LA WATCHDOG--The recent reports of rats, fleas, and vermin in City Hall have gone viral, eliciting comments from around the world. This includes an appropriately titled, front page article in The Wall Street Journal, “Politics is a Dirty Business – Starting with the Rats at Los Angeles City Hall.”
Several have commented that it was only fitting that City Council President Herb Wesson was the lead in reporting on the infestation of the four legged rats, joining the two legged rats that occupy the City Council Chambers and the Mayor’s office.
As is customary with the City Council, whenever there is a problem, a motion is introduced demanding action. In this case, Councilmen Smith & Wesson fired off a motion (CF19-0127) requesting the Department of General Services to report back on the scope of the pest and vermin infestation and on the protocols needed to prevent any further “psychological and health related issues affecting City employees, residents, and other individuals who work within or visit the Civic Center complex.”
The motion also requests that General Services report back on the removal of all the carpets in City Hall, provide an assessment of all the live plants in City Hall that are attractive to vermin, and draft a policy addressing unsecured food in City Hall offices.
This motion was approved unanimously by the City Council, although ever vigilant Paul Koretz was worried about the rodenticides in the carpets and the impact of their disposal on landfills.
More than likely, and unlike other motions, this issue will be handled expeditiously since it involves our precious elected elite.
Other outsiders have commented that these unsanitary conditions are business as usual, where the City Council and the Mayor divert money from the basic maintenance of the City’s facilities and infrastructure until it becomes fodder for the media or reaches crisis proportions.
Where the comparison to rats hits home is that the two legged rats who occupy City Hall have sold our City, our neighborhoods, and our streets to campaign funding real estate developers for personal gain. Of course, Garcetti, Wesson, and the rest of their flea inflicted varmints will deny any allegations of payoffs or corruption.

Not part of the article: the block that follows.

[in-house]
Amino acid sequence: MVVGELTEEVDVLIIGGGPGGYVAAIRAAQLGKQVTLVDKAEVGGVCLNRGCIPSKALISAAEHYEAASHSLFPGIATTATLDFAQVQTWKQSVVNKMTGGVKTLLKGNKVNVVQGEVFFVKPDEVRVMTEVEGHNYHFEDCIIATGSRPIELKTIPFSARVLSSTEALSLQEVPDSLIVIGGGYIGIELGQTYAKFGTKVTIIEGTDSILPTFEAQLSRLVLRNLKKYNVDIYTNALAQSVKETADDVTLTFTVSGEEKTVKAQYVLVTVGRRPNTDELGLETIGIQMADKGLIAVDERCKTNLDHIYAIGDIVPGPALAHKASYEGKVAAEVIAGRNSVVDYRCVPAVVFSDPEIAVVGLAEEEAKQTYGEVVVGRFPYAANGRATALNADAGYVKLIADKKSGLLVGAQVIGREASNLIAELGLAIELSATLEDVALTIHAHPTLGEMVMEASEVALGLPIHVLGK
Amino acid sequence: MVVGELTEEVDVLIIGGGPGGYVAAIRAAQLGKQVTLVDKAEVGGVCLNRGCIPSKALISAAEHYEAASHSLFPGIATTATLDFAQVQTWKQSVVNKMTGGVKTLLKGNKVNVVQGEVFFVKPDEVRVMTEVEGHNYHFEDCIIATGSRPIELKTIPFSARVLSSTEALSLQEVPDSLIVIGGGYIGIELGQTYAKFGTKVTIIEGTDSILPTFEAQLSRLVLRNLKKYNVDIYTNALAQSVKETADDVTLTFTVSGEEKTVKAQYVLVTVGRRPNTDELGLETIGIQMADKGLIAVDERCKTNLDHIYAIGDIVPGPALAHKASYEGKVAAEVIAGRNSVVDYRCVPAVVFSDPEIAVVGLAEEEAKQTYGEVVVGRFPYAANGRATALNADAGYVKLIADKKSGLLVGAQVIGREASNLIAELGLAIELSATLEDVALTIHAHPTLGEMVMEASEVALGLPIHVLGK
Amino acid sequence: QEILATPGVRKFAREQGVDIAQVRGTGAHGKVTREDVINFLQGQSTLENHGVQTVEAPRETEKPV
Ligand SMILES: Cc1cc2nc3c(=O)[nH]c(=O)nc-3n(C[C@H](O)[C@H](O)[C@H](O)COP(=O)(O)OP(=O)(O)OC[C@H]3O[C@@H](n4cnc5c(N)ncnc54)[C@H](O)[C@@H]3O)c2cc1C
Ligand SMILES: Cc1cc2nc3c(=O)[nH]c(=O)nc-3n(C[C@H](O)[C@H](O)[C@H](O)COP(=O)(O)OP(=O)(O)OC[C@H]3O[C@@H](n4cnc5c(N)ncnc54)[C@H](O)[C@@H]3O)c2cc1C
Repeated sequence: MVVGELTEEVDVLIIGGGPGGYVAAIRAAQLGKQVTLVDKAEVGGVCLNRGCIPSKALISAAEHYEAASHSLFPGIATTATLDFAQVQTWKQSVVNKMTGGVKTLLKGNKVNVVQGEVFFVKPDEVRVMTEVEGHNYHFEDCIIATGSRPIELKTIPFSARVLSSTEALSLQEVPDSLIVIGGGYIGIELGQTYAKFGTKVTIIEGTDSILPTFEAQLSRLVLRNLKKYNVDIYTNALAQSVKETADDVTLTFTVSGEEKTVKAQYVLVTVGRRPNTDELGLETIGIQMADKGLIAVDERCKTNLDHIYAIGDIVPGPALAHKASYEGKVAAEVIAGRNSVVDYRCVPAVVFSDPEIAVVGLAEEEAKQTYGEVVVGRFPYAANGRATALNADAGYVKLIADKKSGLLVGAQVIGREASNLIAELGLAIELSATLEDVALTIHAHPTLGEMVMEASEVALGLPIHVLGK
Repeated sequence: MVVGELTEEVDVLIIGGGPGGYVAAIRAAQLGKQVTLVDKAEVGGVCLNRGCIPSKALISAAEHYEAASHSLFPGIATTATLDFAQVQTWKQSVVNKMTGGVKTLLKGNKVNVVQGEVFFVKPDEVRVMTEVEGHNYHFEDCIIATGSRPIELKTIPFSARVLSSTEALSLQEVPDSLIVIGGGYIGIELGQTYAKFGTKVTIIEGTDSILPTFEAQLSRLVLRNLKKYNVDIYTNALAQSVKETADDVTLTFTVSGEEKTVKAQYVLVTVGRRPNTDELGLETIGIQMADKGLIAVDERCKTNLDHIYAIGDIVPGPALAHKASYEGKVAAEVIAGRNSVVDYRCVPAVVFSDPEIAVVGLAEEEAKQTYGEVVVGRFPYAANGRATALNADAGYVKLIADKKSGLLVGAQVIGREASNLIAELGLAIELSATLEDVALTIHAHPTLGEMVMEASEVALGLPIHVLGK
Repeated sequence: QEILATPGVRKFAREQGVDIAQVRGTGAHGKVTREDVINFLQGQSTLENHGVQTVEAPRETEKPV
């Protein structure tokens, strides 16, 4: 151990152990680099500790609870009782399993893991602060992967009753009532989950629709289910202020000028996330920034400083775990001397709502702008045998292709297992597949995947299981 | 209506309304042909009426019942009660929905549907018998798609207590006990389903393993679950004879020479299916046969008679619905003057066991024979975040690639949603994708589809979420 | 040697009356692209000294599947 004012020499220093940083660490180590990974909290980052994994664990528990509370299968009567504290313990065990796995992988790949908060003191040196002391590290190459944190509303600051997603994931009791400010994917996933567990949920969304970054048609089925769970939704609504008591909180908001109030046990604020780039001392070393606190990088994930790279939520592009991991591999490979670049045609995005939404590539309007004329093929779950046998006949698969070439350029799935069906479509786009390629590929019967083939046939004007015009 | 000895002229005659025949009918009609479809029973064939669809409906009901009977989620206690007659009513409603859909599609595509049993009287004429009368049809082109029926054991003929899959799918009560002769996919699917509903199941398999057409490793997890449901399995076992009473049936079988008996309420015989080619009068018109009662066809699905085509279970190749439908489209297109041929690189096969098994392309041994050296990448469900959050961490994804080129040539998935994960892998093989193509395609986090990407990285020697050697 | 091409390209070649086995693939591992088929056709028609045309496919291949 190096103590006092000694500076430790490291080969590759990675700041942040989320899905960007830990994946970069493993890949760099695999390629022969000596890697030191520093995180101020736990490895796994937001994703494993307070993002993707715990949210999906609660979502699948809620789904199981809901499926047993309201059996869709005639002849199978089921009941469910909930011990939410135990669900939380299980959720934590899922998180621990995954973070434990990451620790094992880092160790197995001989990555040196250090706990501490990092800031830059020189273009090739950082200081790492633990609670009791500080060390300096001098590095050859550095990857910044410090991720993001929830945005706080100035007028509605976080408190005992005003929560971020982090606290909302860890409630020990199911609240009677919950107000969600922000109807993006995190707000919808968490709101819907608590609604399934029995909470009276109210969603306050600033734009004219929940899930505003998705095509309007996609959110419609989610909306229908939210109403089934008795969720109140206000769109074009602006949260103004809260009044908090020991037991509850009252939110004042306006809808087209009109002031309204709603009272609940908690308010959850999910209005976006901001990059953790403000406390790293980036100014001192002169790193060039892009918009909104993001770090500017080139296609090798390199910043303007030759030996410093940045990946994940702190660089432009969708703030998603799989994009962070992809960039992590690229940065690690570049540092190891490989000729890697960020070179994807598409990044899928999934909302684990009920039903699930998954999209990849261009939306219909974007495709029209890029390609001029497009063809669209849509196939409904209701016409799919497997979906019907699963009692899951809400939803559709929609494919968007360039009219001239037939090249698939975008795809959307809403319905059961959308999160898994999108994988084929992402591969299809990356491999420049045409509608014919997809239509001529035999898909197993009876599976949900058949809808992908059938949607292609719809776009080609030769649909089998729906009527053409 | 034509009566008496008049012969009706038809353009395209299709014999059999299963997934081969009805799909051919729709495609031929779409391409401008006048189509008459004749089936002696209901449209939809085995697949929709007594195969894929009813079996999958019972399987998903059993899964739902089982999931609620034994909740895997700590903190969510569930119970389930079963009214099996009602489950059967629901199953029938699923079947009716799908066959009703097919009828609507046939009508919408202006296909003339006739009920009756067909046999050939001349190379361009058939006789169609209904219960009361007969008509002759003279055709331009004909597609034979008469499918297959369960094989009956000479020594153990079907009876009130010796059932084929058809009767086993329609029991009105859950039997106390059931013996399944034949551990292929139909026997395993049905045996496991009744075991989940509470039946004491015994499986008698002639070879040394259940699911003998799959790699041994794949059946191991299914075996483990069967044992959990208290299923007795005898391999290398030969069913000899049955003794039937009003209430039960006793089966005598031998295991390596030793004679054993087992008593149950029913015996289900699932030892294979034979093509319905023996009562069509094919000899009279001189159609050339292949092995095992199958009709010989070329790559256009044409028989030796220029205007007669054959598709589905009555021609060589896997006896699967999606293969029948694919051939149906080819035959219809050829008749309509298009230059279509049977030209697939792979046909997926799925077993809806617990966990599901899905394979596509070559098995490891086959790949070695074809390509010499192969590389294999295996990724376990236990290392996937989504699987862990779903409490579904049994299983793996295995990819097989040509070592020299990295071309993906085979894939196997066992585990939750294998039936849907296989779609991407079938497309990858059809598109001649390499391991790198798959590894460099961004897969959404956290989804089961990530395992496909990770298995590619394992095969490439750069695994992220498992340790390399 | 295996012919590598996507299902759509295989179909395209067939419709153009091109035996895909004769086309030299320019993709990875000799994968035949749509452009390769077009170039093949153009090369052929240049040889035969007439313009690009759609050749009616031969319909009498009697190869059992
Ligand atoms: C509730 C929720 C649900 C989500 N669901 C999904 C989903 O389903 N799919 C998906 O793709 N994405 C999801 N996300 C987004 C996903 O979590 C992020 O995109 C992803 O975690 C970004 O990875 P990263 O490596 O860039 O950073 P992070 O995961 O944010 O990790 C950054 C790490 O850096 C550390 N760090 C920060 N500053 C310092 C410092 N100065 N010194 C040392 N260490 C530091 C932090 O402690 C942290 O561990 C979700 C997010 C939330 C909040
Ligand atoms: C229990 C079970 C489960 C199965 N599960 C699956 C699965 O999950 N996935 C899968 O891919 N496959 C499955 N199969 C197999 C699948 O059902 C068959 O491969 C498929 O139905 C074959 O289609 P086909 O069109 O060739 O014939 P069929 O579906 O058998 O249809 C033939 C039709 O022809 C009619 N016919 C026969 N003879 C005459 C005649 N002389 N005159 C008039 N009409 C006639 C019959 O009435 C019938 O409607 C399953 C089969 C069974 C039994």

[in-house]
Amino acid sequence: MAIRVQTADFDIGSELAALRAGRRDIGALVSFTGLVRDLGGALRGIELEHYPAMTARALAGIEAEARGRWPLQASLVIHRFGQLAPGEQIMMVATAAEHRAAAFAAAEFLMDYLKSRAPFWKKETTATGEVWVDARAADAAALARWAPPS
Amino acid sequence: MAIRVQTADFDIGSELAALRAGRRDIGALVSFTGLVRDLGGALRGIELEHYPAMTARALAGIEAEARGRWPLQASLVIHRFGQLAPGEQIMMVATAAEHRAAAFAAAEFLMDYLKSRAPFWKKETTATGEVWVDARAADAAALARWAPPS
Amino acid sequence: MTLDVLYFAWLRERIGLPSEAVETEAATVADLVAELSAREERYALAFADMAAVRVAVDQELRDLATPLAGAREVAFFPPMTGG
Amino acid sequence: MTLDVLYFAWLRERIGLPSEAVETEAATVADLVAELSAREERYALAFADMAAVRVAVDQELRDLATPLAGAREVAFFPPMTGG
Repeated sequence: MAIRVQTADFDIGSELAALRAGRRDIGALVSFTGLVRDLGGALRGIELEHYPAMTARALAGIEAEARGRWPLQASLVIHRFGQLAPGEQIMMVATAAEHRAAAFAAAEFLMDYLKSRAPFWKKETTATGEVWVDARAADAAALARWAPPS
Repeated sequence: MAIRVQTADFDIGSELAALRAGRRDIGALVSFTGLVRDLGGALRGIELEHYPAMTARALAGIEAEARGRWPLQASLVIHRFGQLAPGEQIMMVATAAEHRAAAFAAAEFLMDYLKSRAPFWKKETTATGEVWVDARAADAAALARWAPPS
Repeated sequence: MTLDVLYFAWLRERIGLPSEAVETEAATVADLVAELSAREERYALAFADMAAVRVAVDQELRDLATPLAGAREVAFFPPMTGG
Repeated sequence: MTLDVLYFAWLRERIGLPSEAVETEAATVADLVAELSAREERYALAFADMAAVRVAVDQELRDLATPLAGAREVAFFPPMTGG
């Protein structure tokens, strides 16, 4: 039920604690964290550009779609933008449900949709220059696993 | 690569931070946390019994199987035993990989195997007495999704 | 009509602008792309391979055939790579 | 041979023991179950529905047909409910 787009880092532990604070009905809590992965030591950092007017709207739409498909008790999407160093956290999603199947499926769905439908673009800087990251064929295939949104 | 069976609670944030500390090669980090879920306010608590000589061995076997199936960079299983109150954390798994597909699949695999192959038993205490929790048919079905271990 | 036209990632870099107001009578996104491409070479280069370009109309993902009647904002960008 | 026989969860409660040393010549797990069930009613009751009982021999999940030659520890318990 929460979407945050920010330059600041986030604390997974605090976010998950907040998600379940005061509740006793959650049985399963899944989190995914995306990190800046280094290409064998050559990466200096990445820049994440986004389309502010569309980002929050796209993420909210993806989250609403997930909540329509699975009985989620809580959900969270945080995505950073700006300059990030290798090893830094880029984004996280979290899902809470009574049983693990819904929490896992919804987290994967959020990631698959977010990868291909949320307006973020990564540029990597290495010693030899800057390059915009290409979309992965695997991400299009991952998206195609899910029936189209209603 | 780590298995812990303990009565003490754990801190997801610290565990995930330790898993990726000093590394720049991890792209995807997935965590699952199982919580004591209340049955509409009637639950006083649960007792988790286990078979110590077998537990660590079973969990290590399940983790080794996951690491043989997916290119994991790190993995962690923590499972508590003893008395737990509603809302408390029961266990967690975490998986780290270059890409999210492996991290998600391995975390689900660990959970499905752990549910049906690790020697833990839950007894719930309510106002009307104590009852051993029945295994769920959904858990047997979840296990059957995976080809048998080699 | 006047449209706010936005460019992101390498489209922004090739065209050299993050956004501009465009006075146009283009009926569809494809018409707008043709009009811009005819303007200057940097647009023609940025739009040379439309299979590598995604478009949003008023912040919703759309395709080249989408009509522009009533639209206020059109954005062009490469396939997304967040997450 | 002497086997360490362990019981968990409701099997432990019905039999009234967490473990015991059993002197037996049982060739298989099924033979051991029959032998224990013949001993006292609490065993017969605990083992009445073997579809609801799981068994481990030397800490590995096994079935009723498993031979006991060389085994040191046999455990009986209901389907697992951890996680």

But how do they explain the FBI raid on Jose Huizar’s home and offices? And the FBI’s request to search the email records of not only Huizar, but of Councilman Curren Price, former Garcetti appointed Deputy Mayor Ray Chan, and Wesson’s chief of staff, Deron Williams? And why did the Garcetti appointed Joel Jacinto resign from the Board of Public Works after being named in the search warrant?
(Photo left: City Council president, Herb Wesson.)
And what about Canadian real estate developer Onni’s $50,000 donation to a Huizar controlled political committee, Families for a Better LA, just before a crucial vote involving the landmark status of the Onni owned LA Times buildings in DTLA.
In late 2017, we learned that the developer of Sea Breeze, a residential development in an industrial area of Harbor City, contributed $600,000 to politicians to win the approval of the City Council for his out of character development. The beneficiaries included County Supervisor Janice Hahn, Mayor Garcetti, and Councilmen Buscaino, Englander, Huizar, and Cedillo. To date, none of these bribes are known to have been returned or donated to worthy causes.
And then there is the up zoned, luxury high rise development at Catalina and 8thStreet in low rise Koreatown that was approved after the developer forked over $1.25 million to slush funds controlled by Garcetti and Wesson, a mere pittance compared to the $15-$20 million increase in value.
And then there is Hollywood, the home of the crane, where Mitch O’Farrell, the developers’ water boy, has approved numerous oversized, congestion causing developments. This includes the recently up zoned Cross Roads of the World project that will allow the developer and land owner, the politically active Milton La Kretz, to reap hundreds of millions in additional profit.
Why are the City Council and Mayor Eric Garcetti unwilling to pass comprehensive legislation that limits campaign contributions from real estate developers? Very simply, rats follow the food chain and the cash.
(Jack Humphreville writes LA Watchdog for CityWatch. He is the President of the DWP Advocacy Committee and is the Budget and DWP representative for the Greater Wilshire Neighborhood Council. He is a Neighborhood Council Budget Advocate. He can be reached at: email@example.com.)